A Husband's Guide to : What Interviewing for a Job Can Teach Us About Our Marriage

As a ubiquitous middle manager at a Marketing company I do a lot of interviewing.  Recently people have noticed that I seem to have a knack for finding the right candidates and rejecting the wrong ones.  In fact the past couple that have been hired against my suggestion have been so bad that people now will not hire a candidate without my approval.

During a recent round of interviews I was going over my methodology with a colleague and explaining how I decide on candidates.  My process involves three main steps :

TheHusBlog Definition Pause : My Interview Caveats

  • Get them comfortable.  I believe I have a much higher chance of getting honest answers if the candidate is at ease.  I crack jokes, sit casually, and make sure they don't need anything like a beverage.
  • Vary between experience and attitude questions.  No one wants to sit through an interview with a hundred "Tell me about a time when you..." questions.  At the same getting a million "Tell me why we should hire you" questions can also be off putting.  I like to vary asking a couple experience questions and them some attitude opinion questions.  One of my current favorites is tell me what your biggest professional pet peeve is?
  • Pay Fucking Attention!  Here is the key to my success.  I listen to what they are saying and because I have made them comfortable and asked the right questions I get to pick up on all the things they might try to hide or don't want me to know.  If a candidate, when asked about a difficult project, spends more time talking about the barriers he faced because of other people that candidate is most likely a victim and not proactive.  If a candidate, when asked about a task he did not enjoy, talks about it being beneath him, then he has a chip on his shoulder and is not willing to pay his dues.  Or, if a candidate, when asked about a professional mistake in his past cannot think of one, then he is not someone who is able to view himself objectively.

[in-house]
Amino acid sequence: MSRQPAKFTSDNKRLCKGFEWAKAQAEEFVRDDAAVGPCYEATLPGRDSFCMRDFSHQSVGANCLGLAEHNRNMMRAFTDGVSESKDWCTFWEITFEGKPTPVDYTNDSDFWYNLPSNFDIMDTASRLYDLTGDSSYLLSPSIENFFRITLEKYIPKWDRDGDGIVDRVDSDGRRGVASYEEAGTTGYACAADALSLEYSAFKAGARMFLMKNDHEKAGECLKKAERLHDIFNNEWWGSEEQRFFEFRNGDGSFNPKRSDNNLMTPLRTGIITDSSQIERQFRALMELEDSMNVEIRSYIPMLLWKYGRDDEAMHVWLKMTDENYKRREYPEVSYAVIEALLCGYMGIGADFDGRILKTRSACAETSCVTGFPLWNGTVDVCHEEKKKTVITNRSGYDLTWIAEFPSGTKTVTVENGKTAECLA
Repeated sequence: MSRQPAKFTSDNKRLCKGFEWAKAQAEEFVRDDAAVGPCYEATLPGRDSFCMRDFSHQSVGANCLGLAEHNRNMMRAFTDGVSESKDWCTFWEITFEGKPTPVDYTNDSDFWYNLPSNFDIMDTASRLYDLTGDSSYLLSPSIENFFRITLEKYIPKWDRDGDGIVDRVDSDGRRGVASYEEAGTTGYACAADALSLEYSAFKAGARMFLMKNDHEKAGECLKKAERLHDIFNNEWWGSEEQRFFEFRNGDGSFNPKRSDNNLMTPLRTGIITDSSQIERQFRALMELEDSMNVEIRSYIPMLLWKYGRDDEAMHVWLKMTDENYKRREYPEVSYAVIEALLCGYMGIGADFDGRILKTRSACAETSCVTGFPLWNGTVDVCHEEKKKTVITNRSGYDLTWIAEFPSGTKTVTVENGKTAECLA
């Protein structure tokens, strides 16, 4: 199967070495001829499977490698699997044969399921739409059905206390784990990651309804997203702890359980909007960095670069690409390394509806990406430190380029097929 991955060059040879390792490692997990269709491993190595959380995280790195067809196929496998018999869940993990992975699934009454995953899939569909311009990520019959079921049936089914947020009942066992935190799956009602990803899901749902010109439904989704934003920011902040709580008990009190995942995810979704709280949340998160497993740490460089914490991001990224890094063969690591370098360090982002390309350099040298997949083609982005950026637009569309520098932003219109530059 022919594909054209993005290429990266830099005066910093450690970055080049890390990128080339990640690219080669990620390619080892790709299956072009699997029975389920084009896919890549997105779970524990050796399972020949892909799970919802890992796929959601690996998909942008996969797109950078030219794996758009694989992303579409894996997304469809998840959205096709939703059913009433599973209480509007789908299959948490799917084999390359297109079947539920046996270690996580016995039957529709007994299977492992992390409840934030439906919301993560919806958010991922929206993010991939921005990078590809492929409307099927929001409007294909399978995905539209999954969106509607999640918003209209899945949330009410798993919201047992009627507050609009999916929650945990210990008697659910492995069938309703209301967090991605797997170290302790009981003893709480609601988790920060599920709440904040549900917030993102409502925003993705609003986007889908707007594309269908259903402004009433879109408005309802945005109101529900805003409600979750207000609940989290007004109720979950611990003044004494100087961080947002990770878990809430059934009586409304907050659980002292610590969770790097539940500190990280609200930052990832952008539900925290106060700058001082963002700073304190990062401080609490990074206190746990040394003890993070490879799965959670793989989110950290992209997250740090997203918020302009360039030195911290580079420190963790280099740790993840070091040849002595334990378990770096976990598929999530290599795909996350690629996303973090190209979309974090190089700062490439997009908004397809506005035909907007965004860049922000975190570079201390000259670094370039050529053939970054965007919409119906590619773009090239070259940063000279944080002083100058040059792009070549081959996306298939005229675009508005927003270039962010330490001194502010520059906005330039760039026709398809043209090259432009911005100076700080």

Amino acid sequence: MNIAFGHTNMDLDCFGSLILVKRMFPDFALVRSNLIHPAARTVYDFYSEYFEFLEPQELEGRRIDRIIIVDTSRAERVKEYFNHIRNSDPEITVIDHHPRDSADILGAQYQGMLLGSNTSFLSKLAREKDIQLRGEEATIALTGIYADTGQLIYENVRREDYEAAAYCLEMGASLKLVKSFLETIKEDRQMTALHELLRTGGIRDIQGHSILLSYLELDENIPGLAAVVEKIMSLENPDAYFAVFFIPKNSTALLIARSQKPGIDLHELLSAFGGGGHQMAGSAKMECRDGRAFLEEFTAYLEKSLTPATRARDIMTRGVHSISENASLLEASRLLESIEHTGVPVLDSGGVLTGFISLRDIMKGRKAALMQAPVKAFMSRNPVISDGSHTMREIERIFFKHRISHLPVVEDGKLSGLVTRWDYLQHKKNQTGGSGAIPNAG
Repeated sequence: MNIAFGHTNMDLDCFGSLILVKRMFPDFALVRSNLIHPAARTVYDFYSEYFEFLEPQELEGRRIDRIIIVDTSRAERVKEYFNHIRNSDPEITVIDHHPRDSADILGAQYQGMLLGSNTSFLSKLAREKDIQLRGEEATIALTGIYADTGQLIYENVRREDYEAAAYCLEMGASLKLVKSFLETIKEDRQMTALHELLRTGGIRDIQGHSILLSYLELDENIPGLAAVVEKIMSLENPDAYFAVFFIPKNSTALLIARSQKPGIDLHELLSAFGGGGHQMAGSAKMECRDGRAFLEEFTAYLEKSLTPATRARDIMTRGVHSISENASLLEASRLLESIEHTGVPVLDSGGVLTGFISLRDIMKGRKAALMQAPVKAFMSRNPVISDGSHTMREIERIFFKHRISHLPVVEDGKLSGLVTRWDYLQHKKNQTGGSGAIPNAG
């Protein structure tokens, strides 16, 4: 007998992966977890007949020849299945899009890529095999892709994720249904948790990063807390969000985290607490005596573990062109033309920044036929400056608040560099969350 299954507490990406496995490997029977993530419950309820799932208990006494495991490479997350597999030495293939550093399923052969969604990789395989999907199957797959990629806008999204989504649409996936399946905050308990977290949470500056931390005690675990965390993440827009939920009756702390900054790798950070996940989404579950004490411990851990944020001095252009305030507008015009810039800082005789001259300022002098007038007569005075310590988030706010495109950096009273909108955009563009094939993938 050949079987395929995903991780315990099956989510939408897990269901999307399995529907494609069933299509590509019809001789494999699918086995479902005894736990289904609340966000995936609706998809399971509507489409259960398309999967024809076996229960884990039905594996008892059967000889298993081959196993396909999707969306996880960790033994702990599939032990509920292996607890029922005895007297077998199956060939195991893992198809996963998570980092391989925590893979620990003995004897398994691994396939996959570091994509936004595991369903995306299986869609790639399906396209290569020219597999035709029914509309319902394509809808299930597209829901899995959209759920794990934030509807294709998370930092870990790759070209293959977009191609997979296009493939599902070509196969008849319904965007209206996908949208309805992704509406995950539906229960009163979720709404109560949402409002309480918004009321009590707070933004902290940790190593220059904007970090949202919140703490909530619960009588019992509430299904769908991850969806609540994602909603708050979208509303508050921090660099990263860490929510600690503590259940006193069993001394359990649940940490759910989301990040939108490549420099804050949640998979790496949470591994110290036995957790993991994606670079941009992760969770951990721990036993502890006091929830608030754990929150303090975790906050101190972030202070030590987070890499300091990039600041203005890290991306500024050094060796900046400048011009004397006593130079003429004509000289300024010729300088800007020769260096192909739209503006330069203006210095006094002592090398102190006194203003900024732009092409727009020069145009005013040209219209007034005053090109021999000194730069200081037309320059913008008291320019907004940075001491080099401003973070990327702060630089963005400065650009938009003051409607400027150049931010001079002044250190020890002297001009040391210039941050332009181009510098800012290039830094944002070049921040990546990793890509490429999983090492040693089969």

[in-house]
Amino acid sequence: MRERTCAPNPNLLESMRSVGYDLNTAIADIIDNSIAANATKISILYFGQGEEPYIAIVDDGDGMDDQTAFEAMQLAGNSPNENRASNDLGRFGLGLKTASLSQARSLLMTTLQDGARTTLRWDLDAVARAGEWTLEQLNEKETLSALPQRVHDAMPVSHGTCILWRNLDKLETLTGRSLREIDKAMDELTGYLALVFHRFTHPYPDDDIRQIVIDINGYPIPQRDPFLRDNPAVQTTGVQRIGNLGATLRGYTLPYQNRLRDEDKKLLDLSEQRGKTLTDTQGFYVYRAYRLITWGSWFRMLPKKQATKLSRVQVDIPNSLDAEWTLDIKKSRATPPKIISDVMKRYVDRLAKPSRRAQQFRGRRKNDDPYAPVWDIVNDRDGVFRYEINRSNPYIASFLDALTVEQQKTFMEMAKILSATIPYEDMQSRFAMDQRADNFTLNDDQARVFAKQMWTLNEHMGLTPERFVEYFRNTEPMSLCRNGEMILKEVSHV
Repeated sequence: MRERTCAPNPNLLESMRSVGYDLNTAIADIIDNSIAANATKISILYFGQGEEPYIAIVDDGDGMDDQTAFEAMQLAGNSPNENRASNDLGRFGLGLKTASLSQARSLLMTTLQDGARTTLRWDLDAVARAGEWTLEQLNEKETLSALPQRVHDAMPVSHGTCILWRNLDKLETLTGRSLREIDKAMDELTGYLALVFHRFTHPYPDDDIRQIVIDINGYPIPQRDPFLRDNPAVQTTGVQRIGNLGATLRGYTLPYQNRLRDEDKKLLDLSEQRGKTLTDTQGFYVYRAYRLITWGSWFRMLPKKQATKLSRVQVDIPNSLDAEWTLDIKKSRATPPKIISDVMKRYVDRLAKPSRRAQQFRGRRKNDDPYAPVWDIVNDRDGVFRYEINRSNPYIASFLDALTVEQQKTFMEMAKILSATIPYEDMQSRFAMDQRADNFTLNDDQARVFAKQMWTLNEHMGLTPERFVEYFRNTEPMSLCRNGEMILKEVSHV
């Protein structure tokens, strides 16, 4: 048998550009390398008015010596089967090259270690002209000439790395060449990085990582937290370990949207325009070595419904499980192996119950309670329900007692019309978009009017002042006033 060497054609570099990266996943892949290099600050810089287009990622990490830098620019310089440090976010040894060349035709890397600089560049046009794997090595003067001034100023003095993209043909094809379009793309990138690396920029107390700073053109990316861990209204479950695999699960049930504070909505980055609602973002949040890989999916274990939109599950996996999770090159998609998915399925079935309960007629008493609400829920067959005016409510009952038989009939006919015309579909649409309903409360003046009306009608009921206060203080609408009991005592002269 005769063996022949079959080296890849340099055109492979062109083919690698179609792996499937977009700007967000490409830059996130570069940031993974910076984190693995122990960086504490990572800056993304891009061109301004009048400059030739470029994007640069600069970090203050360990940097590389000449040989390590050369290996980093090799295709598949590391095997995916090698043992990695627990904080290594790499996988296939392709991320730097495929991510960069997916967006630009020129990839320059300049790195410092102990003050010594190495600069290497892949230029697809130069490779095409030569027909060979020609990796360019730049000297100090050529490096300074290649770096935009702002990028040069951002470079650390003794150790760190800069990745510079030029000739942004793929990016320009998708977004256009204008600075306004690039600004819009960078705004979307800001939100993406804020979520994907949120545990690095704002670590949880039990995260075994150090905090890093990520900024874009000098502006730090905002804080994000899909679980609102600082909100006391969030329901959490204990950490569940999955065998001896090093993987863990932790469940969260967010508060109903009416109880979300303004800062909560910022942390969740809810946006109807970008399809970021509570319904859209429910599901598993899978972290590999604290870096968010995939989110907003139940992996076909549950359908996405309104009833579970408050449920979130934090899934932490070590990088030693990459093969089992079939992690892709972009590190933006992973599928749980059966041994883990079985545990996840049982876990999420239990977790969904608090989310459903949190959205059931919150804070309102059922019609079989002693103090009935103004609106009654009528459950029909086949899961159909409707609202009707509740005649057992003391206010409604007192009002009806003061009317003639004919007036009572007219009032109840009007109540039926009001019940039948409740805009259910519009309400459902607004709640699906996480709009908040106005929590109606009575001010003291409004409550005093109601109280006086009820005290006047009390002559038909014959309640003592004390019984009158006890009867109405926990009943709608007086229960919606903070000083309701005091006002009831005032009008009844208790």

I know what you are thinking, what does this have to do with marriage?

Actually it has a lot to do with marriage.  We must use the same techniques in interviewing as we do with our spouses.  Not because we want to trip them up, but because we want them comfortable enough to answer our questions honestly.  Sometimes marriage discussions can be tough and if we do not take the time to make our partner comfortable, ask the right questions, and pay attention we might miss out on something.

If you are a newlywed you might be thinking, that will never happen with me and my sweetie, we tell each other everything.  If that is true, awesome. But the fact of the matter is as time goes on in a marriage it can get harder and harder to share your true feelings.  You might not be willing to admit something, you might want to spare your partner's feelings, or you might even want to have more time to process something you are feeling.  But in order to have a great marriage you have to be willing to have the hard conversations as well.  

Conversations about finances, when to have kids, sexual concerns, and extended family issues can create a very tense situation.  But if you take the time to put one another at ease, ask the right questions and really pay attention you can have a meaningful and fruitful dialogue.

-TheHusBlog

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